The day after the election, Matthew LeBretton, vice president of public affairs for the sneaker brand New Balance, told a Wall Street Journal reporter: "The Obama administration turned a deaf ear to us and frankly with President-elect Donald Trump, we feel things are going to move in the right direction."
After that message went out, angry people on Twitter shared photos showing them destroying or trashing their New Balance shoes.
In response, New Balance issued a statement to Sole Collector clarifying its position.
"As the only major company that still makes athletic shoes in the United States, New Balance has a unique perspective on trade and trade policy in that we want to make more shoes in the United States, not less," the statement reads. "New Balance publicly supported the trade positions of Hillary Clinton, Bernie Sanders and Donald Trump prior to Election Day that focused on American manufacturing job creation and we continue to support them today."
On a final campaign swing through Pennsylvania at the end of October, Trump's son Eric stopped by the Yuengling Brewery in Schuylkill County, Pennsylvania.
Richard "Dick" Yuengling Jr., who is 73 and the fifth-generation owner of the nation's oldest beer company, gave him a tour.
"Our guys are behind your father," Yuengling said, the Reading Eagle reported. "We need him in there."
Eric Trump promised a Trump presidency would help businesses like Yuengling, a $550 million company with breweries in Pottsville and East Norwegian Township in Pennsylvania and Tampa, Florida.
"Maybe your dad will build a hotel in Pottsville, or serve Yuengling in his hotels," Yuengling said, jokingly, according to the Eagle.
Following the visit, there were calls on Twitter for a consumer boycott of the beermaker.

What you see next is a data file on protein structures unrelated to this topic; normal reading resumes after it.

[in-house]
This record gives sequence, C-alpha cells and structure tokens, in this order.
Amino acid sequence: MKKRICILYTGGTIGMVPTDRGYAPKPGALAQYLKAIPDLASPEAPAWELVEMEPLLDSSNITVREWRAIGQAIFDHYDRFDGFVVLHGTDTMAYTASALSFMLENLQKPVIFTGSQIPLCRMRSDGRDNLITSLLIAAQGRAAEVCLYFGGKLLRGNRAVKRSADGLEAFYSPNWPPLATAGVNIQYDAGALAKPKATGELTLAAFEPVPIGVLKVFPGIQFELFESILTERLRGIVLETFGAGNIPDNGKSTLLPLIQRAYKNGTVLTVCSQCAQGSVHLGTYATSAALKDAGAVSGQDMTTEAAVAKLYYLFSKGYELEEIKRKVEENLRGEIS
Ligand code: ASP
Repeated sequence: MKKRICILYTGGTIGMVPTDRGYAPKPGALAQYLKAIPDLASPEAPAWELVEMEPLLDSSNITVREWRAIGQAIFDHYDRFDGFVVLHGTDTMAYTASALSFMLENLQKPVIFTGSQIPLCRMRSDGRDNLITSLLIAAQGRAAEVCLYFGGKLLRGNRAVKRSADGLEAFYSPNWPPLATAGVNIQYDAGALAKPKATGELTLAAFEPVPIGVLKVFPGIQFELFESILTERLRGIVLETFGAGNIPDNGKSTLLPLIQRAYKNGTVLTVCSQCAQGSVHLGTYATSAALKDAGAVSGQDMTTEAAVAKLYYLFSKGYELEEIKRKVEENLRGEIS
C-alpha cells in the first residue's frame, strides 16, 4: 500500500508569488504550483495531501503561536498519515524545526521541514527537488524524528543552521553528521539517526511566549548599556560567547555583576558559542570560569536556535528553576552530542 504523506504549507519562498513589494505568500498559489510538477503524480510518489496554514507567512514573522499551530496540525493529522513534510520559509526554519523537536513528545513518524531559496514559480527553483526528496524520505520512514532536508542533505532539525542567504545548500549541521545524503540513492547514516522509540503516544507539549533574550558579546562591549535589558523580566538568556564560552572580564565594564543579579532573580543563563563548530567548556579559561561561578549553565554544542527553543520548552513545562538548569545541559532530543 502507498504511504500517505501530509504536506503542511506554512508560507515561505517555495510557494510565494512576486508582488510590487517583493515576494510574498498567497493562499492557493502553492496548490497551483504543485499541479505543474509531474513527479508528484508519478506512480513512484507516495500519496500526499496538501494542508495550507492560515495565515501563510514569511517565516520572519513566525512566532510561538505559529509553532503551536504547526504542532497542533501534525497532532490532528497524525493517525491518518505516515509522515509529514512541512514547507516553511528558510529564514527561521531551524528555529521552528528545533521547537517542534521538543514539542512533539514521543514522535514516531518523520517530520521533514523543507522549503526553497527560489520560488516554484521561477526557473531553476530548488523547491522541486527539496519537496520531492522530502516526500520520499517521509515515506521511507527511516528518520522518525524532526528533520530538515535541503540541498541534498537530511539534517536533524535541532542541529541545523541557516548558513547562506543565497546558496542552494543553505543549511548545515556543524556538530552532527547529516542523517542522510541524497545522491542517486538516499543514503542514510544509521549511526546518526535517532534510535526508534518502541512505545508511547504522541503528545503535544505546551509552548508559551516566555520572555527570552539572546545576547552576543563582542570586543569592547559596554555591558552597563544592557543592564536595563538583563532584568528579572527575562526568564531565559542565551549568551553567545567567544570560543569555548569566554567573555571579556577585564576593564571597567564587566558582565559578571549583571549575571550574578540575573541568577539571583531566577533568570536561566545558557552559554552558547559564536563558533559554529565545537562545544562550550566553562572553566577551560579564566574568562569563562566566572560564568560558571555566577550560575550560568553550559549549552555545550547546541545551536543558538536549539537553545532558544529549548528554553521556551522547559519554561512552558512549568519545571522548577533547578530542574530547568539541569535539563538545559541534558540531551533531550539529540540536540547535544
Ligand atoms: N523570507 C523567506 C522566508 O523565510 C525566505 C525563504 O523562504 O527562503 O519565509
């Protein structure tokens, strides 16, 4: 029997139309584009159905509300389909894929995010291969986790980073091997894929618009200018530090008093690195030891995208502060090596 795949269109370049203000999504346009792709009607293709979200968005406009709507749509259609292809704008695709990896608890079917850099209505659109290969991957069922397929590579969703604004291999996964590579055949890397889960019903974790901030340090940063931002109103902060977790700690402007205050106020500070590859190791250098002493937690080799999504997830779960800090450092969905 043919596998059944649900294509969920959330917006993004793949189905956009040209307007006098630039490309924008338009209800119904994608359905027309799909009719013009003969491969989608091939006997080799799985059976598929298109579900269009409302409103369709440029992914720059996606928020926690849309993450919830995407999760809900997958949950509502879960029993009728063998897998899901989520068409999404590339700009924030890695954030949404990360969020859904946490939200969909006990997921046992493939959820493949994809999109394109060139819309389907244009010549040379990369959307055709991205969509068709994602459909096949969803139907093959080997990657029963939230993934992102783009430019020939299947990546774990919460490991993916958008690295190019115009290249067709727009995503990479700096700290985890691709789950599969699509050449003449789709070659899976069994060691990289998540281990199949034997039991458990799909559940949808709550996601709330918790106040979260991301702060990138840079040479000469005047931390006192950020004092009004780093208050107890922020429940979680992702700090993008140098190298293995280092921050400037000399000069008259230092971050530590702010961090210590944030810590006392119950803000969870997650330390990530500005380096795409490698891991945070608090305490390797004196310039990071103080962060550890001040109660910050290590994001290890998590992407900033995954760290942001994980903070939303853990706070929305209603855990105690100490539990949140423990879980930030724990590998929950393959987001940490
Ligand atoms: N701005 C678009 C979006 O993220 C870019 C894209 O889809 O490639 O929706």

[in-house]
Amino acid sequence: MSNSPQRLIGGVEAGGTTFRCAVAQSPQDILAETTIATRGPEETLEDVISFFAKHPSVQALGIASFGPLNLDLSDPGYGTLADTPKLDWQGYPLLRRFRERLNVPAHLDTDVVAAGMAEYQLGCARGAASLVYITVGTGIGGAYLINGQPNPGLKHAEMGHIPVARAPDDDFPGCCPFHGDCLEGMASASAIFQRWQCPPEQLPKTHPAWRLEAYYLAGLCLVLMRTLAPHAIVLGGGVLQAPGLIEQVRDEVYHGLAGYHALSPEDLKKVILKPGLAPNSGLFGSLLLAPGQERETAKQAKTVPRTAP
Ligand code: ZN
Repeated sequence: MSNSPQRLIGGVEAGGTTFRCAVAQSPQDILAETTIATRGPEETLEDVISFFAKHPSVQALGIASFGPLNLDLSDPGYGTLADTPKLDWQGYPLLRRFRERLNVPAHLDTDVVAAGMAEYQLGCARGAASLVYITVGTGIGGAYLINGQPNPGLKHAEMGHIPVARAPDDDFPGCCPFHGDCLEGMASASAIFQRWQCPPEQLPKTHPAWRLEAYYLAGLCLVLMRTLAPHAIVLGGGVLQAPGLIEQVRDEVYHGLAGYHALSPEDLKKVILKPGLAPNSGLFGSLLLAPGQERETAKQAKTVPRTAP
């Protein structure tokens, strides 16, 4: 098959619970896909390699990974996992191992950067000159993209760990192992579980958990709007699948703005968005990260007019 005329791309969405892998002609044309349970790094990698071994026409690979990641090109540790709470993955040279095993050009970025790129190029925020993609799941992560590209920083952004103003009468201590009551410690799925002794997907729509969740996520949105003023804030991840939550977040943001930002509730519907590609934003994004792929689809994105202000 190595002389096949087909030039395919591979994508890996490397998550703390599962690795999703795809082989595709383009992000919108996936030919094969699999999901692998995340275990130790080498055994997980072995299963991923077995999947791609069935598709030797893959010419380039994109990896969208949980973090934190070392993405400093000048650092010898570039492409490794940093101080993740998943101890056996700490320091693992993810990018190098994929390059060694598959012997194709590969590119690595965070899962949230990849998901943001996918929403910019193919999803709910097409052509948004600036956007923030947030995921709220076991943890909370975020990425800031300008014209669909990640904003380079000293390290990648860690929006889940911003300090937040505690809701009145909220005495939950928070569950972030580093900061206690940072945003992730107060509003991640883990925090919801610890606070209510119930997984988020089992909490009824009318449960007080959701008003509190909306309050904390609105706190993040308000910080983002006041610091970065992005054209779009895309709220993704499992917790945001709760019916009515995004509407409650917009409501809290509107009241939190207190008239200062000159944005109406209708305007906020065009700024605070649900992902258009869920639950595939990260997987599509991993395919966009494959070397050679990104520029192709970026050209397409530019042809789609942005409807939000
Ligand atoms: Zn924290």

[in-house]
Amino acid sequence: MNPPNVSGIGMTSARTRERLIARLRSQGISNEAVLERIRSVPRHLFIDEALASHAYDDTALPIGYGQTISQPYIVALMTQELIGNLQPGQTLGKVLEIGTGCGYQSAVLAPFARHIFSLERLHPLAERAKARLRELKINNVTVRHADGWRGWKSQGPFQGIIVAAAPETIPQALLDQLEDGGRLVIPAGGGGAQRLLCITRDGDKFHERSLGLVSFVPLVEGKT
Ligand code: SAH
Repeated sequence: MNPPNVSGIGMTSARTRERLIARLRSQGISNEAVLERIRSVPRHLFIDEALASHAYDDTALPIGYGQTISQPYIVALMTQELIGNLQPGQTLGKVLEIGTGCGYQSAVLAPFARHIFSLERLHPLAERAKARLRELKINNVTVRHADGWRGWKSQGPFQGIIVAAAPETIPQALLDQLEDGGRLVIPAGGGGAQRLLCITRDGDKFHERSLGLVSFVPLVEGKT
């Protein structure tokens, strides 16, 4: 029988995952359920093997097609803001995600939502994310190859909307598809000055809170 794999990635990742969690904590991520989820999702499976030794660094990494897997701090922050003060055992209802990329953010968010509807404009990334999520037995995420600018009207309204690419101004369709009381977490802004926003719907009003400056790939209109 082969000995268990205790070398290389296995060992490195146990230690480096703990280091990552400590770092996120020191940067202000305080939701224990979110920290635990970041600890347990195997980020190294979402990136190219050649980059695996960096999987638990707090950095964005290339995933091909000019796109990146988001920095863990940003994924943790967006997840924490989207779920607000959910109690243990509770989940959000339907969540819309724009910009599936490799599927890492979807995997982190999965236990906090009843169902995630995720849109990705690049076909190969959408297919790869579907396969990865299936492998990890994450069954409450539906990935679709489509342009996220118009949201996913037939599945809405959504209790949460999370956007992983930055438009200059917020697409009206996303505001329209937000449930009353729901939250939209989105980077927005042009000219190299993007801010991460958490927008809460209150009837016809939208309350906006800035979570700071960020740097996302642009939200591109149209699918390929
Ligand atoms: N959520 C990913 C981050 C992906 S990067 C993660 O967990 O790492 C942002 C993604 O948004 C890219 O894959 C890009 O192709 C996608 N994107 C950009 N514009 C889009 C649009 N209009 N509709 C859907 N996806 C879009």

Home Depot
Kenneth Langone, one of the co-founders of Home Depot, has been publicly supporting Trump since May.
After supporting GOP presidential candidates New Jersey Gov. Chris Christie and then Ohio Gov. John Kasich, Langone settled on Trump.
"And you want to know something?" Langone said on CNBC's "Closing Bell" in May. "I think he'll do a hell of a good job. At least I'm hoping."
Langone even doubled down after Trump bragged about sexual assault in the bus video leaked in October.
When asked for comment about the Langone's support, Stephen Holmes, the director of corporate communications for Home Depot said: "The Home Depot nor our CEO endorse Presidential candidates. Ken is a co-founder, and was once on our board of directors, but he retired from the board several years ago and is not speaking on behalf of the company."
Deactivating your Facebook account might be really hard â" scientific research suggests the social media site really is addictive.
But in a big way, Facebook played a role in this presidential election.
One way is the unchecked proliferation of shared fake news stories on the site that were partly responsible for Trump's rise.
Another? One of the company's board members and also one of the co-founders of PayPal, Peter Thiel, spoke in support of Trump at the Republican Convention in July.
Thiel began publicly supporting Trump in May â" and pledged more than $1 million to Trump's campaign in October.